Students ‘afraid’ to use university mental health services

Nearly one in five first-year UK undergraduates tell Unite Students survey that they have a mental health condition

九月 17, 2019
A lecturer talks to a student, symbolising integrating mental health into teaching
Source: iStock

Nearly one in five first-year students at UK universities consider that they have a mental health condition, but many are not accessing support on campus because of issues around confidence, fear or trust, a survey suggests.

The survey of 2,573 first-years, conducted by Unite Students, found that 17 per cent of respondents reported suffering from anxiety, depression or another mental health condition – up from 12 per cent in 2016.

Of those who said they had a mental health condition, nearly half (46 per cent) said there was a stigma to it. And worryingly, only 23 per cent said they trusted their university to provide them with the right level of support.

Across all student respondents, 23 per cent had used a university well-being, support or mental health service, and the quality of the service provided was generally felt to be high.

However, more than a quarter of respondents (26 per cent) said they had not used support services because they were too anxious or afraid, did not feel comfortable about the university’s being aware of their condition, did not feel that the service could help them – or did not think the service was for “people like me”.

Jenny Shaw, student experience director at Unite, said the results of the survey – conducted in partnership with the Higher Education Policy Institute – suggested that there were real issues with student engagement with university services.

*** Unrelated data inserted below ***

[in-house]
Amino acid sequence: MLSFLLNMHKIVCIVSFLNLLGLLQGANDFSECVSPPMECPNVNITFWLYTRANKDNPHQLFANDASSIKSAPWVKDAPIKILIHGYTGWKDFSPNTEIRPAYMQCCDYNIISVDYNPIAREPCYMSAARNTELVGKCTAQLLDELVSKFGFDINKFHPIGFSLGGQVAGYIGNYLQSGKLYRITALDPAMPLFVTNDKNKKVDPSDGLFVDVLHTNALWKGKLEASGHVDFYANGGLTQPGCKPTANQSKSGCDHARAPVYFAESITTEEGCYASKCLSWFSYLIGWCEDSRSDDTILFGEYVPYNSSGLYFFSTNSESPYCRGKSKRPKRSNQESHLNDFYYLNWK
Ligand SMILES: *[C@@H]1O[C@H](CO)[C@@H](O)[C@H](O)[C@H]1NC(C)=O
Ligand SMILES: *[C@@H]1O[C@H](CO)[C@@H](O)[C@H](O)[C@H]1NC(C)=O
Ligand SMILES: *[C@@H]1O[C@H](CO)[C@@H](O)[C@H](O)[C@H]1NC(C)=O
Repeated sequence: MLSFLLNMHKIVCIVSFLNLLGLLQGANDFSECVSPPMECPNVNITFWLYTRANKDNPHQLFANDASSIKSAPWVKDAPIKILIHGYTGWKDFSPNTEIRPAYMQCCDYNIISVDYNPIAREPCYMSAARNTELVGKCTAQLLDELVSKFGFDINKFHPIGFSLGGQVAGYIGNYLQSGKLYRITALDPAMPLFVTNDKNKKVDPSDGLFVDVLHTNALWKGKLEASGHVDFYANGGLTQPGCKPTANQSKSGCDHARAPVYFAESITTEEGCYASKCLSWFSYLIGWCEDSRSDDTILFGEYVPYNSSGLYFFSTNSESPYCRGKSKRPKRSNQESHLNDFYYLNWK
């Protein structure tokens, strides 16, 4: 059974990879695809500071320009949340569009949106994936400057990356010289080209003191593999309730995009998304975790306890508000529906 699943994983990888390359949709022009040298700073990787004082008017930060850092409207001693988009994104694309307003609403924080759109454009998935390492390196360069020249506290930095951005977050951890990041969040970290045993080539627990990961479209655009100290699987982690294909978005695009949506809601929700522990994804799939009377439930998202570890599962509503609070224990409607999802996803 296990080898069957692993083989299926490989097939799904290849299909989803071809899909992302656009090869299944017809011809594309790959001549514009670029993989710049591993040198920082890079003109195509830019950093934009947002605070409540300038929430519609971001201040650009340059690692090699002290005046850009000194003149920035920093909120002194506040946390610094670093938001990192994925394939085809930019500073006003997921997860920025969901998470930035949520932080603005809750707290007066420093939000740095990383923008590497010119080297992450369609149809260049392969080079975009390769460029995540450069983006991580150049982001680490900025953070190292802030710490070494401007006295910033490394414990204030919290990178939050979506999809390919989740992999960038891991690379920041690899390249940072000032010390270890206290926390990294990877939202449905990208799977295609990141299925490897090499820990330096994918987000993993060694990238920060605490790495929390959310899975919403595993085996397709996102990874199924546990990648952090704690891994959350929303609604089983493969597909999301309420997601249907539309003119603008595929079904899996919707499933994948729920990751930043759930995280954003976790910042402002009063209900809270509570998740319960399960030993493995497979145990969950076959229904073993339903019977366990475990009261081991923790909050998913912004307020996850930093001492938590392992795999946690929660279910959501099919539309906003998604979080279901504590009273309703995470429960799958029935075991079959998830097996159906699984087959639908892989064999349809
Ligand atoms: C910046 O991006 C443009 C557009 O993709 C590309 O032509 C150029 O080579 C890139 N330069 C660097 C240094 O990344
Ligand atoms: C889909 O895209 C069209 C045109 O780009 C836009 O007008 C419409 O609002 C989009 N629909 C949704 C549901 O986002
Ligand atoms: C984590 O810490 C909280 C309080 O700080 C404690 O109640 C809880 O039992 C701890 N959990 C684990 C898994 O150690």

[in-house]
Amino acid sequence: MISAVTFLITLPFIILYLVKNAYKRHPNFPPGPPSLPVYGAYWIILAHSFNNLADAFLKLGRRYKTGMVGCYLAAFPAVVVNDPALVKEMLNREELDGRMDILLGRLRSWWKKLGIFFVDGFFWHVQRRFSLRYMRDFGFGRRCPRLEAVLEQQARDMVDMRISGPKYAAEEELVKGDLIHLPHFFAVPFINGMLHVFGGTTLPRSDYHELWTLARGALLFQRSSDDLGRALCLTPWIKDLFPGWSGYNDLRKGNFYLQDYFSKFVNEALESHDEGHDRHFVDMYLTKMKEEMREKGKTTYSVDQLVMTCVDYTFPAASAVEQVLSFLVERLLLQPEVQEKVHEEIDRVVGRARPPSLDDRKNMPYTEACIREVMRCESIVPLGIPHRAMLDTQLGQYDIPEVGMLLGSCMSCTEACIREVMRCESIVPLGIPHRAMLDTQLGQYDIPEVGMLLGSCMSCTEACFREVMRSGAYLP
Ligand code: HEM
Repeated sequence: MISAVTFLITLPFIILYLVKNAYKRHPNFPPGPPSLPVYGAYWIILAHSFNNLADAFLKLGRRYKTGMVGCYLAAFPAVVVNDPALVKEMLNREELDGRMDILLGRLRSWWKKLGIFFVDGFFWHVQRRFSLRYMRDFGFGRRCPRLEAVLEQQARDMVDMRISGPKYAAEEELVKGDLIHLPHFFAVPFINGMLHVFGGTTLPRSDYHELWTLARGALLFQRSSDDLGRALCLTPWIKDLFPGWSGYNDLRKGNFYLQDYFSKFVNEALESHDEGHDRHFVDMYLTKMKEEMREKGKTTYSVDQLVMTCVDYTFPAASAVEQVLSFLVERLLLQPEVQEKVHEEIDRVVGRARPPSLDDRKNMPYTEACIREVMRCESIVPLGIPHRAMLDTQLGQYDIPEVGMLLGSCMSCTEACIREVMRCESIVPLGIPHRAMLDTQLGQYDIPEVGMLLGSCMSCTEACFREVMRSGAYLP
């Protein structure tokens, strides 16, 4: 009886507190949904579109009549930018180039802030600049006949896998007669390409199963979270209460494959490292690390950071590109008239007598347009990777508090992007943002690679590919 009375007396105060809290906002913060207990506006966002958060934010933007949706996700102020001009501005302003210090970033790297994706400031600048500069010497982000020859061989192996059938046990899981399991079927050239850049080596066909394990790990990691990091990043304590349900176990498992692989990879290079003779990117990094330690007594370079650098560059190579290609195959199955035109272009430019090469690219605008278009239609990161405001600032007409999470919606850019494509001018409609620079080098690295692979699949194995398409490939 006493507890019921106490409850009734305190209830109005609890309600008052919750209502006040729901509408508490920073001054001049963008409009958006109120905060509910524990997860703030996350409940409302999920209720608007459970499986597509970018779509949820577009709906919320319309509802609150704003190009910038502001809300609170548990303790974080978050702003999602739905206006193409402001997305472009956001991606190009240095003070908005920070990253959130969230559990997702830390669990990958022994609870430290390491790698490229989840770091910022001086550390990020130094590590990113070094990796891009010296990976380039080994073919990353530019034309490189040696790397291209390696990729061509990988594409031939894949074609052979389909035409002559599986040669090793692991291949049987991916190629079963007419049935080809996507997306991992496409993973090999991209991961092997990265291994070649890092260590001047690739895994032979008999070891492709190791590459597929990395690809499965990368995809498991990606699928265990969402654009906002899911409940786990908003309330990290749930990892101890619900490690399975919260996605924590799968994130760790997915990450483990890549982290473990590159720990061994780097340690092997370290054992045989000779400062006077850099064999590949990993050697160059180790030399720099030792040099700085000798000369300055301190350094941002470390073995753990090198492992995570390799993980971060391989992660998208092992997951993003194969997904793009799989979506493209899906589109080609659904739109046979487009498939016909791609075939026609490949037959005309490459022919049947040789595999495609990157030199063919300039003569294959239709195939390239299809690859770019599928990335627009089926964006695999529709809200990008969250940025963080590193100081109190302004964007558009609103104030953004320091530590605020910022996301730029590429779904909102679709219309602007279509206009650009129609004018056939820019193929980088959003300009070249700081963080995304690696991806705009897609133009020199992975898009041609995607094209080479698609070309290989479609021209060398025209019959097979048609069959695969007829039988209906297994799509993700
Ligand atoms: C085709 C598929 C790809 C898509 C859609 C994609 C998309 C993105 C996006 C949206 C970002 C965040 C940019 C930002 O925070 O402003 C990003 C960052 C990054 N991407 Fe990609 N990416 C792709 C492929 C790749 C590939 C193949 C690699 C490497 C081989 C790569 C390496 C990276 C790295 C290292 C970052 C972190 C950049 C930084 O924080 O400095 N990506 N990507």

“At a national level, it’s important that policy positions on disclosure and data sharing take the student position into account. At a local level, it’s about building trust with the university through the messages it puts out, so universities engage students and ensure that they are comfortable to disclose,” she said.

Students needed clarity about how disclosure of a mental health condition would be received and reassurance that the service was for someone like them, she said. “Of course, the other side of that is if more students are using the services, then it has to be funded,” Ms Shaw added.

The survey showed that protecting students’ well-being was not just about those with a mental health condition, as the data showed that one in four students said they felt lonely “all the time” or “often”.

University policies that encouraged students to make social connections had “the potential to be very important for the well-being of the whole student body and [are] very doable”, Ms Shaw said.

For example, the data showed that freshers’ week activities were appreciated by some students but not so much by others, such as ethnic minorities, introverts and LGBT students, so they should be designed to be more inclusive, she said.



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Reader's comments (1)

Having witnessed the isolation of male students in mixed hall flats, where the females ganged up on lone males, there’s a lot more loneliness and even deliberate ostracisation (bullying) going on that the Universities wilfully ignore. That most students know no one isn’t unusual, but with the ever decreasing level of social skills due to living in an on-line world, being over protected by bull-dozer parents and fed unending doom by the mainstream media are all factors in young peoples ability to cope with new and previously unknown experiences. With limited contact time most supervising academics often don’t pick up on any warning signs, admin even less, though they might write the procedures and guidance most have no direct contact with students, often it’s the technicians who pick-up the warning signs and having the contact time assist students the most during the working day, night time is the time of greatest risk…